Even in 2020 the existence of a Nurse Ratched origin story from Ryan Murphy inspires a little disbelief. This could easily be self-parody, and while the first photos from Ratched definitely read like a Ryan Murphy Joint (Finn Wittrock, everyone!), there’s still something kind of mystifying about this whole thing (Sharon Stone is here and she is extremely casual about the actual monkey—in a dress and pearls—on her back). Netflix released several photos from Murphy’s upcoming series, which debuts on September 18 and imagines the origin story of the eponymous nurse (played by Sarah Paulson, of course) and iconic villain from One Flew Over The Cuckoo’s Nest. Casting aside, you can clearly tell this is a Murphy project based on the cinematography and costuming alone.
Featured in the photos are Sarah Paulson as Nurse Mildred Ratched, Cynthia Nixon as Gwendolyn Briggs, Judy Davis as Nurse Betsy Bucket (HAHA WHAT), Finn Wittrock as Edmund Tolleson, Sophie Okonedo as Charlotte, Liz Femi, Charlie Carver, and Jon Jon Briones as Dr. Hanover. But wait, there’s so much more: The series also stars Corey Stoll, Rosanna Arquette, Vincent D’Onofrio, Alice Englert, Amanda Plummer, and Hunter Parrish.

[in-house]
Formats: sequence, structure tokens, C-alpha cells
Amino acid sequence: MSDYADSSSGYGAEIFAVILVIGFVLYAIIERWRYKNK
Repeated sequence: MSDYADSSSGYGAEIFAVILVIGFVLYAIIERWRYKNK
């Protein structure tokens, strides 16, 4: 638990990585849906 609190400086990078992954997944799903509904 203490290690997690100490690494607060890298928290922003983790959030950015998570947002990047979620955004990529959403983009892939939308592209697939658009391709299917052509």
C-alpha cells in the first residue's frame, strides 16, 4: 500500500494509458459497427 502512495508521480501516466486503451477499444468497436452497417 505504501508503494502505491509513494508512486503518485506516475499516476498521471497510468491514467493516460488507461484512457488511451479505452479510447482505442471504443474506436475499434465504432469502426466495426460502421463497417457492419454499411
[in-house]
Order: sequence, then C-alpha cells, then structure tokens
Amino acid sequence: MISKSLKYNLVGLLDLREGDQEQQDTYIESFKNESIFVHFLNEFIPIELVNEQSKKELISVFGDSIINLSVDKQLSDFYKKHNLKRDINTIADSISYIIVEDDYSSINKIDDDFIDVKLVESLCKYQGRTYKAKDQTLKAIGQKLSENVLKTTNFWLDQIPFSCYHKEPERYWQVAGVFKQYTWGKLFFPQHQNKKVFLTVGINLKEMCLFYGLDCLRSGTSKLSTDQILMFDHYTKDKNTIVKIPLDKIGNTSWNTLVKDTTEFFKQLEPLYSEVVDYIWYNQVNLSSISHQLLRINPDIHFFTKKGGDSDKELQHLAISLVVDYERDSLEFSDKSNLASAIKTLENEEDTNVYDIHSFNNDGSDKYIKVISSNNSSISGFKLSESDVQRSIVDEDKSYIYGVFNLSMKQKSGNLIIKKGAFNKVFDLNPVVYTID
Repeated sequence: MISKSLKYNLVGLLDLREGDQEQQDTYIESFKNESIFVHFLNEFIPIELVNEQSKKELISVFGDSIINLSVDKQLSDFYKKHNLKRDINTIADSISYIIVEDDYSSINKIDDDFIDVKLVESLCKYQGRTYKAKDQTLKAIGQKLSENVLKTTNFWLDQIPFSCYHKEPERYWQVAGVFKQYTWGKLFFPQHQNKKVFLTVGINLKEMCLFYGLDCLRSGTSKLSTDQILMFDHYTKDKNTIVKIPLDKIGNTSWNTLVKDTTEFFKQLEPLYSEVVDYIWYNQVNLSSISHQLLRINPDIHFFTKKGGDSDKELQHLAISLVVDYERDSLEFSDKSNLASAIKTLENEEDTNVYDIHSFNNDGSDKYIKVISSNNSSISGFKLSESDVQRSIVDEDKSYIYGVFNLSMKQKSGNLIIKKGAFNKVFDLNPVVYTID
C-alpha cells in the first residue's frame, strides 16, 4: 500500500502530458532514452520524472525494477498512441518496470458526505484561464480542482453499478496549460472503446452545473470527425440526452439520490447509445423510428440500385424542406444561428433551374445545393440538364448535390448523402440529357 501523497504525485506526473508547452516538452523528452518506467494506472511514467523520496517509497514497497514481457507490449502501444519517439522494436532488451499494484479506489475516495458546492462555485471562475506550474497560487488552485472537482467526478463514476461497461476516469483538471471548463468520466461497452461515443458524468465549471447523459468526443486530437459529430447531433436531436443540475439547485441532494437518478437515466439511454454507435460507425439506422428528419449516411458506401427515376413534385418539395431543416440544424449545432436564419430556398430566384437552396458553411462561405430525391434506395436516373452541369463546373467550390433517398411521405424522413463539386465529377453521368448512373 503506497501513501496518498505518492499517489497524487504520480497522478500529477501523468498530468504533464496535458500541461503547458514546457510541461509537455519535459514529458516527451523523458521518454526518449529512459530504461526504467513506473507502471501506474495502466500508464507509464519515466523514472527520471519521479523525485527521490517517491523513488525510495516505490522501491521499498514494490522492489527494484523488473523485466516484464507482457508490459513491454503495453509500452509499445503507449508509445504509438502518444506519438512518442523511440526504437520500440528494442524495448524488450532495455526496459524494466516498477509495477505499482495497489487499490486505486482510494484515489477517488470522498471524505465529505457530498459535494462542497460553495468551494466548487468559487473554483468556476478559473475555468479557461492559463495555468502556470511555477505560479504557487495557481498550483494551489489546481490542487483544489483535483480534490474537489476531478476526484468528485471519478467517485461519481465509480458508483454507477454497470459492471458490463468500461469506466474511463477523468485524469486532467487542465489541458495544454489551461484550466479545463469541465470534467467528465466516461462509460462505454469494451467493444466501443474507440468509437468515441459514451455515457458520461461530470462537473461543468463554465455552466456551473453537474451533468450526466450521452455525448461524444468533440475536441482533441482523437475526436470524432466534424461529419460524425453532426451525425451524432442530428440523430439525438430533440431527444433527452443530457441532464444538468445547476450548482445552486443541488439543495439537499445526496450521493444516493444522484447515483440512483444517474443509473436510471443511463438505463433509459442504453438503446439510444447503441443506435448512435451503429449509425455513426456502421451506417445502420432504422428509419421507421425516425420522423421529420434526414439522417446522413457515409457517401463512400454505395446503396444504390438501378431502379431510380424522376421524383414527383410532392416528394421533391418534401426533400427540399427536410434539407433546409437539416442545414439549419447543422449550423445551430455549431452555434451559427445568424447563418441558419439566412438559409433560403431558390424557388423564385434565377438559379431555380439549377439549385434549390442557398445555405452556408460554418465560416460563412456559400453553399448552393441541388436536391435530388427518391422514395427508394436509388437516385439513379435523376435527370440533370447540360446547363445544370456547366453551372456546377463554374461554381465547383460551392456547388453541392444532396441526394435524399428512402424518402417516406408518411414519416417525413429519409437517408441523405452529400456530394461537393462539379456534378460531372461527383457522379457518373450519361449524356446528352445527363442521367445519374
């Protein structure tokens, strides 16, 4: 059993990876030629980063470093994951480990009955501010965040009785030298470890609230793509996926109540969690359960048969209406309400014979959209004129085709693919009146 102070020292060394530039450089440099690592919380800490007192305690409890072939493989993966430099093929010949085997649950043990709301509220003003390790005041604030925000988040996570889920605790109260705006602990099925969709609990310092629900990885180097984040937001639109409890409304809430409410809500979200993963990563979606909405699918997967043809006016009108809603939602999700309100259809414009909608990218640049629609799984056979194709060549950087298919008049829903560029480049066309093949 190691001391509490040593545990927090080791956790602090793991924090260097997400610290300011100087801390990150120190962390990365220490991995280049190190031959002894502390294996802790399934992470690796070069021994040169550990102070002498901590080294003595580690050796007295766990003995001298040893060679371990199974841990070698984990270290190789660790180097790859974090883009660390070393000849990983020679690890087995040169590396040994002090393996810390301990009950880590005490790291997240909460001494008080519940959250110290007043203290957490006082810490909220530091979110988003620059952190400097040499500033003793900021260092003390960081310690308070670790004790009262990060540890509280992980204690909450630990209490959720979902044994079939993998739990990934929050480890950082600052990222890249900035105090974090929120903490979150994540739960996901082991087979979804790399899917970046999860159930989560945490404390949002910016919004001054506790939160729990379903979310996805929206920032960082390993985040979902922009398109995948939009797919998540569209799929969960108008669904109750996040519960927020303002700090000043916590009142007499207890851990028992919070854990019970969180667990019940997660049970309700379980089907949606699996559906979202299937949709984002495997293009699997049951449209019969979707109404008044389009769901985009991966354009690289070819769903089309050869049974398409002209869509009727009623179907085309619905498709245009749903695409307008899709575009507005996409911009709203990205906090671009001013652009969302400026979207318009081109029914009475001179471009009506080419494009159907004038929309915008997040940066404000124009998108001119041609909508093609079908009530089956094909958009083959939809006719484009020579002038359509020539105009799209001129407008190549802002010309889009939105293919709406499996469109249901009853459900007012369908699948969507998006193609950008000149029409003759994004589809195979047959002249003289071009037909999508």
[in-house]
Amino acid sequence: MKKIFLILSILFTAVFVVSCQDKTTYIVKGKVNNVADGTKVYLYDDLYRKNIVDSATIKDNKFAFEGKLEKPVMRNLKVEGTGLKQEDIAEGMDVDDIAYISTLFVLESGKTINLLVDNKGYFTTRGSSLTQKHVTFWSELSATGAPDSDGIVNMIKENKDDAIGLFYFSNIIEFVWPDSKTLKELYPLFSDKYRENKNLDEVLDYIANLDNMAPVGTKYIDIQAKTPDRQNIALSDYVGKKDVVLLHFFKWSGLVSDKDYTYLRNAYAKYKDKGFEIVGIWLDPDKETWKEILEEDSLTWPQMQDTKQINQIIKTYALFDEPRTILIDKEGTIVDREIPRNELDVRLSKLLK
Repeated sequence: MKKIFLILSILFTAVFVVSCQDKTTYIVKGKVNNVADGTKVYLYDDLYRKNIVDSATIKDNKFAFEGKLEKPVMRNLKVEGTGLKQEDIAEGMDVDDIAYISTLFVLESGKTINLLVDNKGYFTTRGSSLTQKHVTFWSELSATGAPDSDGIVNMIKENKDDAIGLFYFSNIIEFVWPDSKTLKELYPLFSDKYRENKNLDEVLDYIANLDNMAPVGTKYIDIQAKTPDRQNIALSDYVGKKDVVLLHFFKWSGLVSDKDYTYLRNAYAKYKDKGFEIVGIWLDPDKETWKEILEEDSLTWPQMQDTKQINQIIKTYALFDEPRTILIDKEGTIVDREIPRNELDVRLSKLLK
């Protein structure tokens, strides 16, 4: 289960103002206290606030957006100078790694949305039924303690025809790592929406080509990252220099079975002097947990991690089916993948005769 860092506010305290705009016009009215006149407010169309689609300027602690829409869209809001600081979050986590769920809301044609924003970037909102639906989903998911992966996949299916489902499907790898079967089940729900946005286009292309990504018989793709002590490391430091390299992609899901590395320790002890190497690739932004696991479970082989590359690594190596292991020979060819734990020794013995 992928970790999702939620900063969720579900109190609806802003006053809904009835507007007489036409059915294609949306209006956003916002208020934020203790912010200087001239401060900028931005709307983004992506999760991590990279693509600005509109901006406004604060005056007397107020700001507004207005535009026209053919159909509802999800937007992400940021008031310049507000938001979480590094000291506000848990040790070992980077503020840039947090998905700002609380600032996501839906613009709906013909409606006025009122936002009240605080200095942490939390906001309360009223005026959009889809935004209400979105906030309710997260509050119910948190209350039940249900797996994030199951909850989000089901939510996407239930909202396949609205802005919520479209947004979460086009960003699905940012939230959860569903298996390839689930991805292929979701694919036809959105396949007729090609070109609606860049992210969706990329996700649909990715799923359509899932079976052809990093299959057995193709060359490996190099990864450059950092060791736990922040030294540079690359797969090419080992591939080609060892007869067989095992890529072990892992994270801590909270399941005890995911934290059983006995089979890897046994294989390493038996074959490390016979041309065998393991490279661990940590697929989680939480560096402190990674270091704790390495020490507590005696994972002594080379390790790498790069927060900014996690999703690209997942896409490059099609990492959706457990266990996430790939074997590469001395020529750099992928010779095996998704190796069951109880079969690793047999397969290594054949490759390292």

The photos give you a pretty good idea of what Murphy’s thrown in his wacky narrative blender this time around, throwing in a little bit of Mildred Pierce, The Knick, and perhaps even his own American Horror Story: Asylum for good measure. You can check those out below the official plot synopsis:
From Ryan Murphy and Ian Brennan, RATCHED is a suspenseful drama series that tells the origin story of asylum nurse Mildred Ratched. In 1947, Mildred arrives in Northern California to seek employment at a leading psychiatric hospital where new and unsettling experiments have begun on the human mind. On a clandestine mission, Mildred presents herself as the perfect image of what a dedicated nurse should be, but the wheels are always turning and as she begins to infiltrate the mental health care system and those within it, Mildred’s stylish exterior belies a growing darkness that has long been smoldering within, revealing that true monsters are made, not born.